The Lord’s church, although consistent in its existence since its establishment has never really flourished in the world. From the onset, it was met with great hostility and persecution which only grew as time went on. The church was hated by the Jews (Cf. Acts 8:4 & Acts 11:19) and the same hatred was later shared by the Romans. Throughout the first century until the third, Christianity was a religion despised and rejected. After futile attempts to suppress Christianity, Roman Emperor Galerius issued the Edict of Toleration in A.D. 311. This declaration granted Christians “the right to exist again and to set up their places of worship.” This decree was followed by another, The Edict of Milan. Sanctioned by emperor Constantine in A.D. 311, the Edict of Milan did more than recognize Christianity it also encouraged it. (The Eternal Kingdom pg.98, 99). The end of organized persecution was no doubt a welcome sigh of relief for our brethren, however, another dilemma was on the horizon. With Christianity’s newfound popularity and approval came the heightened threat of heresy. Although this threat existed in the church since its inception (Cf. Acts 15) it grew stronger towards the end of the first century.
Since its independence, no nation existed that afforded Christians the liberty to worship as they choose.Morne W. Stephanus
With the Church’s newfound acceptance early in the third century, persecution against the Divine doctrines of the New Covenant became increasingly prevalent. The Church abandoned its Divinely ordained system of governance for a system that ultimately led to the establishment of the Papacy. (Eternal Kingdom) Yes, the establishment of the Catholic church and its abominations was a direct result of Christians failing to uphold sound doctrine. After the Edict of Milan, these heretical doctrines only became more popular and the church morphed into something unrecognizable. Although the church never ceased to exist, it would take centuries for Christianity to be restored to its New Testament pattern. During what is called the restoration period, denominational men tired of sectarianism sought out the scriptures with a desire to be Christians and Christians only. These men were not Christians, but they were seeking the Christian way. Their efforts and God’s providence saw the start of a movement to restore New Testament Christianity. One might say their efforts came about in the fulness of time. In the United States, the Revolutionary War gave birth to a new nation; a nation no longer obligated to pay homage to the church of England and its extorting ways. (Search for the Ancient Order, pg.1) Freed from the yoke of bondage, the separation of church and state, and the first amendment of the United States constitution helped in paving the way for an increased presence of the church in the world. For the first time since its establishment on earth, the church would exist free from organized persecution and be allowed to conduct itself in righteousness without the interference of government.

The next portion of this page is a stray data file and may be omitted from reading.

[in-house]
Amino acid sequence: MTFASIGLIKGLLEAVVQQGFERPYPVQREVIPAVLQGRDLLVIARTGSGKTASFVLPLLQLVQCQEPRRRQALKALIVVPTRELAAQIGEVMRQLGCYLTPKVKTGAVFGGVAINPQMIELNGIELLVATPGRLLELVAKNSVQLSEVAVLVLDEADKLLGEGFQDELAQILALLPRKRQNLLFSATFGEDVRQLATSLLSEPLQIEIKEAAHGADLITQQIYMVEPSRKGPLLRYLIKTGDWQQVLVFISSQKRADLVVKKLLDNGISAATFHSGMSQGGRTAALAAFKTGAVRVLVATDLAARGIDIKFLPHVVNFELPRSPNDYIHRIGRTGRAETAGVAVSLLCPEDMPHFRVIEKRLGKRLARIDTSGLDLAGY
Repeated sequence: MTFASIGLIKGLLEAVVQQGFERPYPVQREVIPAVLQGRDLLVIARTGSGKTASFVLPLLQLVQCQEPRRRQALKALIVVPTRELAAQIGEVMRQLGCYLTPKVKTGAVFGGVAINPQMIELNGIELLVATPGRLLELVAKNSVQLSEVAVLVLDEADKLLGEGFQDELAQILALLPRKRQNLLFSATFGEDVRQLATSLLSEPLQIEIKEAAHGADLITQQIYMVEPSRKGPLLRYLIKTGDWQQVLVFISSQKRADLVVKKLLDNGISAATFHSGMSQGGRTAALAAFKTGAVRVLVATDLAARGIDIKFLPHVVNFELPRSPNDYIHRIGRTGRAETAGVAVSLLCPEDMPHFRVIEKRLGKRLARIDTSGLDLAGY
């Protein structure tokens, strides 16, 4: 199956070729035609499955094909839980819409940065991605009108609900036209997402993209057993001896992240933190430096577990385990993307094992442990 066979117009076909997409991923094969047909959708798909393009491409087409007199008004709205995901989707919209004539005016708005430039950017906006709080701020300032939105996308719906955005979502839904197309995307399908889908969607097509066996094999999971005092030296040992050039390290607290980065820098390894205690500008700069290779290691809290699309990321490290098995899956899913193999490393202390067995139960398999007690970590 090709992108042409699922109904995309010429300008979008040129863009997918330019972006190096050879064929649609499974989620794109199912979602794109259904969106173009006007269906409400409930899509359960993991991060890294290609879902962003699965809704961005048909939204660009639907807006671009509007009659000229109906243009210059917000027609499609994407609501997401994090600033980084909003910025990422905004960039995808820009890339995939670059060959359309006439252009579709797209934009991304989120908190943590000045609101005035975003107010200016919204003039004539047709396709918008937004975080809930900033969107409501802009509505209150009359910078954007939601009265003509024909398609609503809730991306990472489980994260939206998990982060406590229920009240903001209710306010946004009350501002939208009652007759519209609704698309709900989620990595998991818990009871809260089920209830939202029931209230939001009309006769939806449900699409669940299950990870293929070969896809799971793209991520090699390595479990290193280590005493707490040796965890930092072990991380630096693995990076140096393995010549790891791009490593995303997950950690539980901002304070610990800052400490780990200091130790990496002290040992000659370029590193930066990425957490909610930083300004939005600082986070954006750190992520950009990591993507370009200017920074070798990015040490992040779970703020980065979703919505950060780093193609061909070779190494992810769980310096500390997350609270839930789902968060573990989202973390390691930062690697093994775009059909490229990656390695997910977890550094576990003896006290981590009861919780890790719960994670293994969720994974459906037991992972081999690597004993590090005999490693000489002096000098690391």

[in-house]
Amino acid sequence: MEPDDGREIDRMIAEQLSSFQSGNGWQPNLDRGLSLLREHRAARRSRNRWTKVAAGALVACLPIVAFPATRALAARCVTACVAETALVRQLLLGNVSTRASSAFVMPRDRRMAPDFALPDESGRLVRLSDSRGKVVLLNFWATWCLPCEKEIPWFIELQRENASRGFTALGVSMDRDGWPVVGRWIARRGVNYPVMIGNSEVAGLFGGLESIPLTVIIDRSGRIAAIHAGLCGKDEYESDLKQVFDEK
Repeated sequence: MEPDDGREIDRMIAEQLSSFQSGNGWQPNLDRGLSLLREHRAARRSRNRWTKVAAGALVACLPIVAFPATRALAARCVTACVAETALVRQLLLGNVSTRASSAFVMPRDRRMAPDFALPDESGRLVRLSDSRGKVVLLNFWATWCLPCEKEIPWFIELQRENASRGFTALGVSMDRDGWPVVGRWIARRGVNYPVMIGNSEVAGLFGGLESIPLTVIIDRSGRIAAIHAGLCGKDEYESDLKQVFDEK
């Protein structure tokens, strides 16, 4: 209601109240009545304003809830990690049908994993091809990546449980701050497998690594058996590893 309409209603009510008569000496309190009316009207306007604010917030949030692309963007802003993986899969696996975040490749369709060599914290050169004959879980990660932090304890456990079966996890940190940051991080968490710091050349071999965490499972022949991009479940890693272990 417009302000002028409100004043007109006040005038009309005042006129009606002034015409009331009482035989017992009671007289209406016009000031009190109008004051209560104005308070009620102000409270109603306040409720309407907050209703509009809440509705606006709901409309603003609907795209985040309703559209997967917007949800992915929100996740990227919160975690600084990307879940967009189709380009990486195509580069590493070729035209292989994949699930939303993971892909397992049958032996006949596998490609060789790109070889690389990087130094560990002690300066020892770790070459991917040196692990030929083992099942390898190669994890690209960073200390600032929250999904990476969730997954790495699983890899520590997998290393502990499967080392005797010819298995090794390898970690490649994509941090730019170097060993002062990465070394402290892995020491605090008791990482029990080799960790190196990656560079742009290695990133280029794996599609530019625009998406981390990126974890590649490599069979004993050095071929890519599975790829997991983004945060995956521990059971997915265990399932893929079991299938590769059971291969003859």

This is an extremely abridged version of church and restoration history but the lessons from it cannot be forgotten. It is biblical to say that those who do not learn from history will repeat it, for so the Lord admonished us multiple times (Cf. Romans 15:4 & 1 Corinthians 10:11). What can we glean from the history of the church? The early church suffered organized persecution for well over three hundred years. More than three generations of Christians lost their lives, families, and livelihoods for the cause of Christ. Centuries went by with seemingly no end in sight. Christians were born into persecution and if they lived to be a ripe old age, died in persecution. Consider this, Christians suffered persecution for longer than our country has existed as an independent nation. We ought to accept this reality, persecution may occur for a season (2 Timothy 3:1) but that season is not limited to three months. The faith and steadfastness required by the early church is something that we must develop now so that when persecution does come, we can stand for as long as they did. Furthermore, we must not forget the impact our actions have on the church local and otherwise. Damnable doctrines were allowed to flourish in the Body and the results were widespread denominationalism. The purity of the Body must be protected, and the purity of its doctrine must be preserved. At last, we must learn to appreciate what we have in this nation. Since its independence, no nation existed that afforded Christians the liberty to worship as they chose. What we have in this country is something the early church could only dream about. We can serve and worship God without fear of persecution. We can talk to anyone about the Lord without fear of being turned in to the authorities. How have we used this freedom? I’m afraid that many have forgotten the history of the church and in so doing they believe our current state is how it has always been; this is simply not the case. We are free by the grace of God thus we need to make sure that we are free to the glory of God. The history of the church is filled with hurt and sorrow, but we cannot forget it lest we fail to learn the lessons taught by it.
Mattox, F. W. (1961). Through Persecution Victory. In The Eternal Kingdom (pp. 98-99). Delight, AR: Gospel Light Pub.
West, E. I. (2002). Early Beginnings. In The search for the ancient order: A history of the restoration movement (p. 1). Delight, AR: Gospel Light Pub.